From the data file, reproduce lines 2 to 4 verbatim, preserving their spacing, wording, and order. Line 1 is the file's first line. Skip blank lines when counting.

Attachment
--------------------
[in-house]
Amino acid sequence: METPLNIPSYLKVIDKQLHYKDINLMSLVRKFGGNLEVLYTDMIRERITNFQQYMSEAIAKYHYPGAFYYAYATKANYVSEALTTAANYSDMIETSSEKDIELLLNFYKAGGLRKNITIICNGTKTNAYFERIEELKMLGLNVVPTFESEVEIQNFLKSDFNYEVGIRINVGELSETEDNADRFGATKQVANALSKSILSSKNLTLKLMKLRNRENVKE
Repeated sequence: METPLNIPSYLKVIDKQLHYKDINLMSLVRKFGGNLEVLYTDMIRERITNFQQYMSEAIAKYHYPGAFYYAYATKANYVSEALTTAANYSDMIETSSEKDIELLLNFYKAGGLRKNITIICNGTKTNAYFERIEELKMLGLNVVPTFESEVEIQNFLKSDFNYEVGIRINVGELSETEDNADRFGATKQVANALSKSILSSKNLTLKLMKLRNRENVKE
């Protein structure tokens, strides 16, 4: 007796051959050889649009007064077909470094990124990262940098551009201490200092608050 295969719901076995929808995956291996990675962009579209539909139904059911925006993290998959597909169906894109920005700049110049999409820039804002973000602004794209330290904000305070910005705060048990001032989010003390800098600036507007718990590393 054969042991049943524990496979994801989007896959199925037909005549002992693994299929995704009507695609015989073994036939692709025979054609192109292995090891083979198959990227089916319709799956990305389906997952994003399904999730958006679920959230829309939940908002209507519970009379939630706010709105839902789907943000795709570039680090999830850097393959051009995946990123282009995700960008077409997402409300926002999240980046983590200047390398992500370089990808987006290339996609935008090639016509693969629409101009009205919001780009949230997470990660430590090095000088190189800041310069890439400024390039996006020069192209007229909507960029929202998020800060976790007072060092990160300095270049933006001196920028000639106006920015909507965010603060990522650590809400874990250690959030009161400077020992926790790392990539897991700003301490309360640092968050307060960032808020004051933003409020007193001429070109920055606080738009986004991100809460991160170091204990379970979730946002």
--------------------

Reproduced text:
Amino acid sequence: METPLNIPSYLKVIDKQLHYKDINLMSLVRKFGGNLEVLYTDMIRERITNFQQYMSEAIAKYHYPGAFYYAYATKANYVSEALTTAANYSDMIETSSEKDIELLLNFYKAGGLRKNITIICNGTKTNAYFERIEELKMLGLNVVPTFESEVEIQNFLKSDFNYEVGIRINVGELSETEDNADRFGATKQVANALSKSILSSKNLTLKLMKLRNRENVKE
Repeated sequence: METPLNIPSYLKVIDKQLHYKDINLMSLVRKFGGNLEVLYTDMIRERITNFQQYMSEAIAKYHYPGAFYYAYATKANYVSEALTTAANYSDMIETSSEKDIELLLNFYKAGGLRKNITIICNGTKTNAYFERIEELKMLGLNVVPTFESEVEIQNFLKSDFNYEVGIRINVGELSETEDNADRFGATKQVANALSKSILSSKNLTLKLMKLRNRENVKE
């Protein structure tokens, strides 16, 4: 007796051959050889649009007064077909470094990124990262940098551009201490200092608050 295969719901076995929808995956291996990675962009579209539909139904059911925006993290998959597909169906894109920005700049110049999409820039804002973000602004794209330290904000305070910005705060048990001032989010003390800098600036507007718990590393 054969042991049943524990496979994801989007896959199925037909005549002992693994299929995704009507695609015989073994036939692709025979054609192109292995090891083979198959990227089916319709799956990305389906997952994003399904999730958006679920959230829309939940908002209507519970009379939630706010709105839902789907943000795709570039680090999830850097393959051009995946990123282009995700960008077409997402409300926002999240980046983590200047390398992500370089990808987006290339996609935008090639016509693969629409101009009205919001780009949230997470990660430590090095000088190189800041310069890439400024390039996006020069192209007229909507960029929202998020800060976790007072060092990160300095270049933006001196920028000639106006920015909507965010603060990522650590809400874990250690959030009161400077020992926790790392990539897991700003301490309360640092968050307060960032808020004051933003409020007193001429070109920055606080738009986004991100809460991160170091204990379970979730946002």